The Haunted Man is Bat for Lashes’, a.k.a. Natasha Khan, third studio album. On her previous two albums Fur and Gold and Two Suns, the multi-talented Khan has not only written the lyrics, but also composed all the music, often on a vast array of instruments, and produced all the songs herself. This fact alone indicates that The Haunted Man is the work of a very talented and committed musician, and a quick listen through her back catalogue confirms this.
Her first single, ‘The Wizard’, from Fur and Gold, utilises the combination of simple bass and drum arrangements and Khan’s haunting voice to produce a sparse, but menacing song. Her next album Two Suns, which revolved around her alter ego ‘Pearl’, saw her first mainstream success with the single ‘Daniel’. This provided a fuller, more symphonic sound than her earlier work with its string arrangement hook, yet still retained Khan’s distinctive vocal style.
The progression from Fur and Gold to Two Suns is clear and from listening to the few songs from The Haunted Man that are available. It appears Khan has continued this progression both musically and thematically. Whilst the first single ‘Laura’, populated only by a beautiful piano melody and Khan’s voice, is a throwback to the sparseness of ‘The Wizard’, Khan has moved from singing about teenage love as in ‘Daniel’ to consoling ‘Laura’ who is unable to let go of her party lifestyle and late-night escapades. It is a truly touching song, the video of which can be viewed here. Another song, ‘Marilyn’, available online, is made up intricate synth work and soaring vocals and continues to show Khan’s musical experimentation as she moves away from the style of piano-led lament ‘Laura’ .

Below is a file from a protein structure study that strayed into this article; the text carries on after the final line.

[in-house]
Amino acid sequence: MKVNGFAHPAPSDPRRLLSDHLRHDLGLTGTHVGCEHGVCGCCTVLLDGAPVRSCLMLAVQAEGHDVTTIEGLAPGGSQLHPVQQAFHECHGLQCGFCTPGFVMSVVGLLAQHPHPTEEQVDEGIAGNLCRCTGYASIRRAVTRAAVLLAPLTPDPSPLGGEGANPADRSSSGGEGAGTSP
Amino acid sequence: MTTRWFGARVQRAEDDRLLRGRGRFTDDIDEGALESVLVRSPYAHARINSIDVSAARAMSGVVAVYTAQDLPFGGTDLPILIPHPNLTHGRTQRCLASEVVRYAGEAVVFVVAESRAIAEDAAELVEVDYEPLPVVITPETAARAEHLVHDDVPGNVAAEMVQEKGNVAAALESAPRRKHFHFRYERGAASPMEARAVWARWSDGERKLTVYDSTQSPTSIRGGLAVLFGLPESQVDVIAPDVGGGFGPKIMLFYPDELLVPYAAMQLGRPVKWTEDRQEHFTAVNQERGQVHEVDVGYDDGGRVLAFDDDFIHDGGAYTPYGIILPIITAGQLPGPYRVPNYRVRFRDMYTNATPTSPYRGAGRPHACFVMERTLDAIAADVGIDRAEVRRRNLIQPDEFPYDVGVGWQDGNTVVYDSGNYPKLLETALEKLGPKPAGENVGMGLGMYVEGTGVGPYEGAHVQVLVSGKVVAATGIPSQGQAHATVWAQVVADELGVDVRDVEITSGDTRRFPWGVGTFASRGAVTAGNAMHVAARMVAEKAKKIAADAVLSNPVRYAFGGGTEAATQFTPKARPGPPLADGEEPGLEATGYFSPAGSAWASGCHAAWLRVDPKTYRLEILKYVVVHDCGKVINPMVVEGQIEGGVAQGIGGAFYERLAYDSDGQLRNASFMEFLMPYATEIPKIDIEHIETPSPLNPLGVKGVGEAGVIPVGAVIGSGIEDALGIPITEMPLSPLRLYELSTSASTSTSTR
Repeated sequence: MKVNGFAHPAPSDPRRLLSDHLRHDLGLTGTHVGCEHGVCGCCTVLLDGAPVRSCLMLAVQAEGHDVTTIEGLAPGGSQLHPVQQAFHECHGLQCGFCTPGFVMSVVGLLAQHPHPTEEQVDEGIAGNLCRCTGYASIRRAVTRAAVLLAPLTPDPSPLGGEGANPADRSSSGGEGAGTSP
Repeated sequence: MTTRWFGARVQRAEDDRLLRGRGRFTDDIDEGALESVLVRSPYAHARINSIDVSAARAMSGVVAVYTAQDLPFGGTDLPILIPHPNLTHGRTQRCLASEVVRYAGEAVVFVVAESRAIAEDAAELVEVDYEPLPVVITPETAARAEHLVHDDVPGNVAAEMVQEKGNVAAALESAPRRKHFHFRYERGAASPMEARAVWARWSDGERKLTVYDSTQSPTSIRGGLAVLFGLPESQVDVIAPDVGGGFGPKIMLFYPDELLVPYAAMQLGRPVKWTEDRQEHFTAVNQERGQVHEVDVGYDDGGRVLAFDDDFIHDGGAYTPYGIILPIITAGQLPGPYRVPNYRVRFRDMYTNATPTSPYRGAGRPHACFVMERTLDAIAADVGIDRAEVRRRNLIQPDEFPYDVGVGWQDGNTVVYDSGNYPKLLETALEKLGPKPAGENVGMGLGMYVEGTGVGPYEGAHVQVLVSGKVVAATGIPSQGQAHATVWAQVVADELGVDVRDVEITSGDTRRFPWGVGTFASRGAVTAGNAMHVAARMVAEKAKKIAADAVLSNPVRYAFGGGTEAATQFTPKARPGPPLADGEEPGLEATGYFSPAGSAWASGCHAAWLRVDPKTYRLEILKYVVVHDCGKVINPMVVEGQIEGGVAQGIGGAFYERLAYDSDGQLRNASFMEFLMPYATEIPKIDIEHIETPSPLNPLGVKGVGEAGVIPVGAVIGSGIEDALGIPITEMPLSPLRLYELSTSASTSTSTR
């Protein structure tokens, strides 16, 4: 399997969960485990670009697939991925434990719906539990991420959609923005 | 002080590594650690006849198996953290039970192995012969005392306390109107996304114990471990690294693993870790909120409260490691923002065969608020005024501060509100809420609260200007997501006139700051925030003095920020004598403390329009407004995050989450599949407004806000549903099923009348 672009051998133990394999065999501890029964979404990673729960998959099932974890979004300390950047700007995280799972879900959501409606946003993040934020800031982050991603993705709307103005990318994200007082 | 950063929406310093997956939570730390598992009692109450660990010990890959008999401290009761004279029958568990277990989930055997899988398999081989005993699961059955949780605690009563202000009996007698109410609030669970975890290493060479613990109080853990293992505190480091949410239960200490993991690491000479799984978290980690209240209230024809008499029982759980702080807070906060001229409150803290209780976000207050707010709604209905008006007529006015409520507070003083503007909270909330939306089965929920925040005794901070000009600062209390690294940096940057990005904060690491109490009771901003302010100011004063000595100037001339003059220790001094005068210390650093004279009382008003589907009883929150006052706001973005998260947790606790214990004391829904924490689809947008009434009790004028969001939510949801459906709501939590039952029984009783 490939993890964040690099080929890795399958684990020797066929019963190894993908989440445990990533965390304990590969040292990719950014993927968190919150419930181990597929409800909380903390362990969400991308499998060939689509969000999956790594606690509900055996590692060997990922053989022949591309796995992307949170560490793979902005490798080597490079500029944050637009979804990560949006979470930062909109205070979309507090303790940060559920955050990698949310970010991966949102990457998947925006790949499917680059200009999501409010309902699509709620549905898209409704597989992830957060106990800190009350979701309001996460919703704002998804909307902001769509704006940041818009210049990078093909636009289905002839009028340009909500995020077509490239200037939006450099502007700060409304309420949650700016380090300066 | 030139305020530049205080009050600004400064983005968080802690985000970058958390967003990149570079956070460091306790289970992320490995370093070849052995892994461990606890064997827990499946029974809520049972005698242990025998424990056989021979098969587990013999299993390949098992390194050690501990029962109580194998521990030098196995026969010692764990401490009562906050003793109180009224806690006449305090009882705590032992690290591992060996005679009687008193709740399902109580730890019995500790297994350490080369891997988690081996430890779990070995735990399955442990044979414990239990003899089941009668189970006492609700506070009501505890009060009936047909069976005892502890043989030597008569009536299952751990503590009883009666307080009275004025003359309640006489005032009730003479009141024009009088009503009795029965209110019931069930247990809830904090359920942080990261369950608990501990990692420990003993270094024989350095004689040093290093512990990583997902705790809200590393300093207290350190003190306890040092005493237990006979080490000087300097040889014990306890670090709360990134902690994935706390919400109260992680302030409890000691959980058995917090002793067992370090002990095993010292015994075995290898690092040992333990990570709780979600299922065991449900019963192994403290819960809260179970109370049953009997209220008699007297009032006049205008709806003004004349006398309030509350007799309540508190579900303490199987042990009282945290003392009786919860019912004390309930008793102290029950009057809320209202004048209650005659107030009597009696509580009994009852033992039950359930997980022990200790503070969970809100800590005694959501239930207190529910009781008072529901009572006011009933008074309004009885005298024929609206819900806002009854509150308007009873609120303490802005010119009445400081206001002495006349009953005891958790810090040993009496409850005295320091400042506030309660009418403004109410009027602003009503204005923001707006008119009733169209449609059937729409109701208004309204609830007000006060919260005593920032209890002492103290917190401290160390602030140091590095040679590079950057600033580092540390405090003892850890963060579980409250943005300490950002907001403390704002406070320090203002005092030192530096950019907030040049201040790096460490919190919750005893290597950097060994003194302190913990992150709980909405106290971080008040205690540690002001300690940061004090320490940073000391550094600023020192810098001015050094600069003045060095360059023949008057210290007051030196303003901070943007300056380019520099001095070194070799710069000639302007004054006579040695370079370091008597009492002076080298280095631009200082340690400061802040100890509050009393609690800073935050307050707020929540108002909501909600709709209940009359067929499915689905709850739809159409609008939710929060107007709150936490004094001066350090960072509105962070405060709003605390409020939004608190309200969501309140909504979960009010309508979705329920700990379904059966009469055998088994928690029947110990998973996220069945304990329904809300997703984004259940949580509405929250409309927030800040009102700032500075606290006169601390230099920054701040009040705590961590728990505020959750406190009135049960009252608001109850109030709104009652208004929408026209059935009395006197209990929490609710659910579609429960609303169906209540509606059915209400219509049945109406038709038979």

The second single from the album, ‘All your gold’, released last month, is constructed around a minimal percussion beat and tells the story of an unhappy woman in a relationship that has left her devoid of energy and inspiration, after the man has ‘stolen all her gold’. There is more than a hint of feminist undertones in Khan’s poetic lyrics, much like in ‘The Wizard’, as well as the rising synths found in ‘Daniel’. While she continues to develop as a musician on The Haunted Man, there are always elements of her previous works in the new songs, giving an impression of personal evolution rather than complete change, as well as making her a much more interesting artist to engage with.
There is much to like in Bat for Lashes’ work. The innovative combination of electronic and physical instruments means her songs are always interesting to listen to and rewarding to relive. Her ponderous lyrics paint dreamy vignettes in the listener’s imagination which they are free to interpret as they so wish. This blend creates the real beauty of her work; there are no big hooks or anthemic choruses, the songs are enjoyable purely through the poetic lyrics and variety of instruments used. Each song, reminiscent of the work of Radiohead who have praised her highly, provide a textured listening experience which brings great sounds and stimulation every time you revisit it. For this reason, The Haunted Man is sure to be an album worth listening to and a welcome addition to any music fan’s collection.
The Haunted Man will be released on 12th October.